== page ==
Piece by GW alumna is newly installed on Foggy Bottom Campus.
In a quiet corner of GW’s Foggy Bottom Campus, tucked behind the G Street Townhouses in a newly renovated park with sustainable features, sits a woman with a bird on her knee. She’s still and silent, and the bird shows no intention of flying away. The woman and bird are sculpted out of steel that has weathered to a soft brown color. “Sitting Woman with Bird” was created by the late Slaithong Chengtrakul Schmutzhart, M.F.A. ’83, and donated to GW by her former spouse Berthold Schmutzhart.
Though Mr. Schmutzhart donated the piece in 2009, it took several years to find the perfect location to display the 70-inch-high piece, said Lenore Miller, M.F.A. ’72, director of university art galleries and chief curator. Ms. Miller worked with Michael Burns, senior development manager for campus capital projects, to find a location that would highlight the sculpture appropriately. The chosen site has native and adapted plant species, as well as a “zero-basin” rainwater fountain, which is flat to the ground and uses collected and recirculated rainwater.
“There’s a still-life quality to the space,” Mr. Burns said. “The statue has a meditative and reflective quality that fits in well.”
Ms. Schmutzhart originally created “Sitting Woman with Bird” in 1982 as part of her M.F.A. work while a student at GW. She became a faculty member on the Mount Vernon Campus when it was still Mount Vernon College, teaching studio art, sculpture, ceramics, three-dimensional design and printmaking between 1978 and 1991.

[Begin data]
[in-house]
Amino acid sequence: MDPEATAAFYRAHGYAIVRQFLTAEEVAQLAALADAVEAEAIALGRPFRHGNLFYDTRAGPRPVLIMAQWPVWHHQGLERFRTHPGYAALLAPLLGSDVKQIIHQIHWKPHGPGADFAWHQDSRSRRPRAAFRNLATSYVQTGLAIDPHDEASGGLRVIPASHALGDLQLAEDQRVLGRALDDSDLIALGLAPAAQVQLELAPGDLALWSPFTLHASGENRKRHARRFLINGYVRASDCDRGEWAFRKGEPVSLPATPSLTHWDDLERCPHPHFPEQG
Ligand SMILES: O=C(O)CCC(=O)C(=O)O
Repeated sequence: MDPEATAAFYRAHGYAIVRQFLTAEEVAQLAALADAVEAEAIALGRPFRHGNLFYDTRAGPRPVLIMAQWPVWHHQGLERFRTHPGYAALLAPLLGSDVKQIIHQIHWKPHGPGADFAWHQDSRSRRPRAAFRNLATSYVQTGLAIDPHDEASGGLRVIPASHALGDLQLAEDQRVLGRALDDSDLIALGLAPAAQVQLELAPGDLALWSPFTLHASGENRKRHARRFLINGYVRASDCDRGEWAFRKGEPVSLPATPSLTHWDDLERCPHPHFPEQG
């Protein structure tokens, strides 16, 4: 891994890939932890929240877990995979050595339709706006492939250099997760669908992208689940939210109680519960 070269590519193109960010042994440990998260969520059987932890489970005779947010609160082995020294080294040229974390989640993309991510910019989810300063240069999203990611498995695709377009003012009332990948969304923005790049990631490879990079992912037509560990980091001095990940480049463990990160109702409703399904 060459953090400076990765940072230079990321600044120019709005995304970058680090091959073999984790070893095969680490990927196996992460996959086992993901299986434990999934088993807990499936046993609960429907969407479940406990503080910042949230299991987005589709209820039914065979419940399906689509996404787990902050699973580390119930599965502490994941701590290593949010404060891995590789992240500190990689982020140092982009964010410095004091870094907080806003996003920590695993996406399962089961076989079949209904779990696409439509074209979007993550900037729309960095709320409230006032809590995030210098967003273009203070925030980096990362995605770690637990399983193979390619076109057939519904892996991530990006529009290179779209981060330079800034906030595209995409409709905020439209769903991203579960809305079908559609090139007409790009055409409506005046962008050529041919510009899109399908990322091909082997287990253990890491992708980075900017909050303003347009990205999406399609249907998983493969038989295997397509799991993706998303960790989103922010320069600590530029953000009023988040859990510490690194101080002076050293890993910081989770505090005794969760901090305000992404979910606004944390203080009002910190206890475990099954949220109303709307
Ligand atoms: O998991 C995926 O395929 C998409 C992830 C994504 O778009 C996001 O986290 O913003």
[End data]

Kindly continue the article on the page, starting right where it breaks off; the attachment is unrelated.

After Ms. Schmutzhart died in 2006, Mr. Schmutzhart—himself a sculptor—began the process of finding permanent homes for her pieces that had not been sold. “Sitting Woman with Bird” had spent many years in the front yard of a townhouse on Capitol Hill, but Mr. Schmutzhart decided he wanted GW to be its permanent home, he said.
“It was very simple. Sumsri [Ms. Schmutzhart’s nickname] got her master’s degree at GW. This piece was part of her thesis work. And I think it’s beautiful and pretty,” he said. “Sumsri always made a lot of birds in her sculptures. It was a great joy seeing it in a good home.”
Square 80, the renovated space on G Street between 21st and 22nd streets that includes pervious pavements and biofiltration planters to capture water runoff, is an attractive location for the sculpture, Mr. Burns said. In addition to the sustainable features and the rainwater fountain, the site also includes an activity field and tables and chairs for seating.
“We thought that since the fountain would be so engaging, the spot right next to it would be the perfect place for the sculpture, which looks into the seating area. The piece is weathered and has a sense of being there.”
The sculpture’s weathered appearance comes from its materials. It is crafted of Cor-Ten steel, which is made of an alloy that naturally develops a rusty hue after time in the elements without actually rusting.
“Sitting Woman with Bird” invites visitors to sit, as well, and stay a while.
“It’s a very contemplative figure,” Ms. Miller said. “I knew the artist personally, and I felt a bit sad when they were installing it, but then I had this very sudden feeling that she’d be happy to see it there.”